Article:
In this speach https://www.youtube.com/watch?v=erVh2qBHtKE
Fr. Rippenger says that “amount” of charity we achieve in this life is what it is and it will not continue to grow in afterlife. Does that mean the strength of Unity with God is what we achieve in this life and that’s it? And if we die there’s no more “progress”??
In this speach https://www.youtube.com/watch?v=erVh2qBHtKE
I don’t know. It’s funny I was thinking this same question the other day. This question is concerning heaven.
Purgatory would have to be some sort of growing since we are being purged of our sins, but I’m not sure.
OH Y’all need to read the book by Father Wade Menezes, CPM “The Four Last Things”. It is excellent and covers a lot of what y’all are asking about. I’m learning many wonderful things from this book.
The Orthodox believe we do. God is infinite - you can never get “enough” of Him.
We don’t know.
Peter Kreeft’s work on Heaven is very interesting.
I’ll admit to not being well read on it, but my belief is that we do. God never tires of giving, and in Heaven we will never tire of receiving. As such, I imagine we will all continue to grow in our understanding of God forever, and the more we know the deeper we will love Him.
If not, then no matter what we’ll all love Him as deeply as we can.
All the books I read point that those in Heaven aren’t able to merit or gain anything once they get there.
No. Because in Heaven the saints have the Beatific Vision. Faith and hope are no more, but exalted knowledge, joy and love.
I hope not, as much as doing things is fun, the sense of temporality, of uncertainty, of never ending proccesses to experiment, is ultimately something which I don’t like of this World.
In Heaven we can experience a sense of completitude, of not having to preocupy for keeping things, that would be impossible in our ever changing world.
So I suscribe more to the theory that Eternal means “outside time” and to attribute linear growth to it like in our realm is incorrect.
Of course, it’s not like we won’t do nothing, we will be in an Eternal Mass with our Lord and intercede for our temporal counterparts. But these things won’t evolve temporarily.
I believe growth in all its forms is never ending. The expanding universe is enough to convince me.
As one poster pointed out, the Orthodox believe that we continue growing in the love of God in heaven. This belief holds true among Eastern Catholics as well. 2 Corinthians 3:16-18 is the foundation of our belief in this hope.
But let’s use a little reason too. We can never know God fully, even when we behold Him face-to-face. We can only continue to grow in our knowledge of him throughout all eternity. And with our growth in knowledge will come a corresponding growth in love.
Marriage is a good analogy to this. Ideally, the day a couple gets married is the day they love each other the least. Why? Because throughout the rest of their married lives they should be striving to continue growing in love for one another. Why would we think it would be any different when we enter the Wedding Feast of the Lamb?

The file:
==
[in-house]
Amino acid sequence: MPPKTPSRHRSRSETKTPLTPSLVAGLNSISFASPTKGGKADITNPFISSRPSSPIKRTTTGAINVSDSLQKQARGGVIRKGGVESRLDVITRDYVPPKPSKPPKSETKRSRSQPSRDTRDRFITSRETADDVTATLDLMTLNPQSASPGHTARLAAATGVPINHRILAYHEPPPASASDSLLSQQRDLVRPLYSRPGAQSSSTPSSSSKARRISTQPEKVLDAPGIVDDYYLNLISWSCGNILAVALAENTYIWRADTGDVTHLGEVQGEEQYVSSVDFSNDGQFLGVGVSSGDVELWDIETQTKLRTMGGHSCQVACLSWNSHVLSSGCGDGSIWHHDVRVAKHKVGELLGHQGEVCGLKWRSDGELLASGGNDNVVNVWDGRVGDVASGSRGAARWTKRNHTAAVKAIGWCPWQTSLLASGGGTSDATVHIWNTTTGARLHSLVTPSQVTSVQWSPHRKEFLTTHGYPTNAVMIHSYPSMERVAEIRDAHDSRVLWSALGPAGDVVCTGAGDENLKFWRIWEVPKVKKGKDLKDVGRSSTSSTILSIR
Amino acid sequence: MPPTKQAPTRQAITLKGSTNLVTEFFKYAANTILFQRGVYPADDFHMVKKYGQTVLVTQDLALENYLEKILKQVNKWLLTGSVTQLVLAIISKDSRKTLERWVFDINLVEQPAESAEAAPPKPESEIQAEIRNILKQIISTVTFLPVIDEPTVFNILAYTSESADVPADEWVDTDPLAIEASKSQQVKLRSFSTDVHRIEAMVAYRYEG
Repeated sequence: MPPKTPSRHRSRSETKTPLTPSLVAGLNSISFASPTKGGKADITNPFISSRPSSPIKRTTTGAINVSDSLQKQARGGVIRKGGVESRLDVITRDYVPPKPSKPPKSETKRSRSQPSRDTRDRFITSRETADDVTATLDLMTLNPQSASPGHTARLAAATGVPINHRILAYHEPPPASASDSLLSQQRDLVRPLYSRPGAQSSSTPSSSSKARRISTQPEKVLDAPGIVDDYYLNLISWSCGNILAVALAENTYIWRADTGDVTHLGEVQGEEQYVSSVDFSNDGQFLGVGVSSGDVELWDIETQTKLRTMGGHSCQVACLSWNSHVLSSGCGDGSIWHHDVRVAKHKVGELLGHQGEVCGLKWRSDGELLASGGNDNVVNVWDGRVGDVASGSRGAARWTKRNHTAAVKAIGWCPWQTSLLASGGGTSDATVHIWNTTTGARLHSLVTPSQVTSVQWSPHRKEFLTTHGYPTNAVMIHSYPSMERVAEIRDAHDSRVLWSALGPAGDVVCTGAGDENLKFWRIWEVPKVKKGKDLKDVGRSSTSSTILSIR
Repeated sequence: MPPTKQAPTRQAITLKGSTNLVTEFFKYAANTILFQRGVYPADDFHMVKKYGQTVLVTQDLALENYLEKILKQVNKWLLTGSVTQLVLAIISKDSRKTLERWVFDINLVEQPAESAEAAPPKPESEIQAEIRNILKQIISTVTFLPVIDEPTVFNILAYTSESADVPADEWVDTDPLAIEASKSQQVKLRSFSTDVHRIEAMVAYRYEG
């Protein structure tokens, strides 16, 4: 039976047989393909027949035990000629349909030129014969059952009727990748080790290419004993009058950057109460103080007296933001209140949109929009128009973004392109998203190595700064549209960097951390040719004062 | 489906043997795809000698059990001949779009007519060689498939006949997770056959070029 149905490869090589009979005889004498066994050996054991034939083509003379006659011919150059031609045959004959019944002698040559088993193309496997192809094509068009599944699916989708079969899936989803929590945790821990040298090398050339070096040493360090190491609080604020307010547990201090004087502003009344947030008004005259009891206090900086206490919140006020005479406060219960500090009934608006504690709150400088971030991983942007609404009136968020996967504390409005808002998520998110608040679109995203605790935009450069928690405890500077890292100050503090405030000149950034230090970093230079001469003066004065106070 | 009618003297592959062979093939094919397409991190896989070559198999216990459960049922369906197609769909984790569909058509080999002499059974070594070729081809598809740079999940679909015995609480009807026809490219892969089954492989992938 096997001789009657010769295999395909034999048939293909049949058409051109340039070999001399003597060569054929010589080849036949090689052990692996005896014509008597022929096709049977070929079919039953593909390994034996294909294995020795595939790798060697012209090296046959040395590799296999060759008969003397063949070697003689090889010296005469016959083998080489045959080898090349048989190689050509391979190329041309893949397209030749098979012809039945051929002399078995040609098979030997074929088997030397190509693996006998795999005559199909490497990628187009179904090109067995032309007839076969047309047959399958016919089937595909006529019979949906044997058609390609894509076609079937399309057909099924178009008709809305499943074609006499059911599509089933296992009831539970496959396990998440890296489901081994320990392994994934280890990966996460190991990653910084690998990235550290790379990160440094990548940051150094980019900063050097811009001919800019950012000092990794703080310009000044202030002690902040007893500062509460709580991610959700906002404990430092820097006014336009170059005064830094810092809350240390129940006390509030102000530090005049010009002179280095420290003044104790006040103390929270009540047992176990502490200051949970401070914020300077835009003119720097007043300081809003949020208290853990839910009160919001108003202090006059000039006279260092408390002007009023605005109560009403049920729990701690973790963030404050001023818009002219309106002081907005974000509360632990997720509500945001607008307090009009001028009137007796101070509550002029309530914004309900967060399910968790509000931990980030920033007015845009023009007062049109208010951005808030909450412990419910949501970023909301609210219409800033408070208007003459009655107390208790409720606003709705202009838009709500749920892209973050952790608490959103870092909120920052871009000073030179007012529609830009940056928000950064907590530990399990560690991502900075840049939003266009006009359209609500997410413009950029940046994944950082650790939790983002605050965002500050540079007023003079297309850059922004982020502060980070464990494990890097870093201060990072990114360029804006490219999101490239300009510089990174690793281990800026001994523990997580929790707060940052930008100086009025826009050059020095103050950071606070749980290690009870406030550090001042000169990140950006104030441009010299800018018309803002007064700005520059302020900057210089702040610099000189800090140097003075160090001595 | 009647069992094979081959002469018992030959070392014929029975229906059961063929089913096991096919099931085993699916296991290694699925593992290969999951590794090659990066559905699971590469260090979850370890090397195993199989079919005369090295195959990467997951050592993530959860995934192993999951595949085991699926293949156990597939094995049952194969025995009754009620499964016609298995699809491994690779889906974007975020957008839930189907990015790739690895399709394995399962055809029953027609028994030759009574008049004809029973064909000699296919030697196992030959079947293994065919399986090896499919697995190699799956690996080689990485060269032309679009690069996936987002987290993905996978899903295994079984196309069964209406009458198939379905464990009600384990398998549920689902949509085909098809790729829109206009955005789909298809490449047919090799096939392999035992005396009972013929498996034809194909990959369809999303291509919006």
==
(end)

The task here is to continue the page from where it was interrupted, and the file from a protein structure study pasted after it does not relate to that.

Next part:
The certainty that some claim in the knowledge that we can’t grow in love of God after our death is rooted in one particular school of theology (scholasticism). The Church hasn’t dogmatically defined anything in this regard… at least not that I’m aware of. So feel free to charitably disagree with Fr. Ripperger… or to agree with him. Personally, I’d rather continue growing in the love of God throughout all eternity, just like I’d rather continue growing in love for my wife “until death do us part.”
God is infinite, and one of the delights of heaven is that we will see more and more about God.
However, this does not mean we will spiritually become better in heaven. A traditional Catholic belief is that the reward of people in heaven differs among them based on what they made of ourselves in this life. That is a great saint like Saint Paul, Saint Francis of Assisi or Padre Pio will have more glory than they would have had if they hadn’t achieved such spiritual stature in this life. This presumes that people don’t become greater in heaven. After we die we can’t become a Saint Francis after we go to heaven if we weren’t before.
I don’t know what church teaching is on this one, or even if there is any…But I loved thinking about it!
I remember seeing a talk once by Fr. Mike Schmitz about our capacity to love. In this life we grow our capacity to love God and in Heaven it is completely filled. Like, some of us have the ability to love as much as a thimble, and we will be totally full in Heaven. Some people, like say a saint, had the capacity of a swimming pool. He or she will be totally full. Both will experience the fullness of love, but that fullness is rather different. Neither are left in want, but it’s different.
(Here’s the talk)
Then there’s also the idea of why demons can’t repent. They are spiritual beings and are outside of time. That means there’s no chance to change or “repent” since their decisions are eternal. The same will be true of us when we die - our choices are eternally made since we have left the realm of time. Therefore we will not be able to grow our capacity to love more. But, in Heaven, we won’t be in want of more so it won’t really matter all that much. (Everyone is totally filled and feels that lack of want completely, just as the workers in the vineyard all received the same pay at the end of the day)
But Jesus also talked about storing treasure in Heaven and “great is your reward”. I think he is referring to increasing your capacity to love. Things that are done to grow your ability to love God and love others means your capacity always is growing. The larger you can get it, the better so God can pour his love in!
But, again, it’s just a thought.
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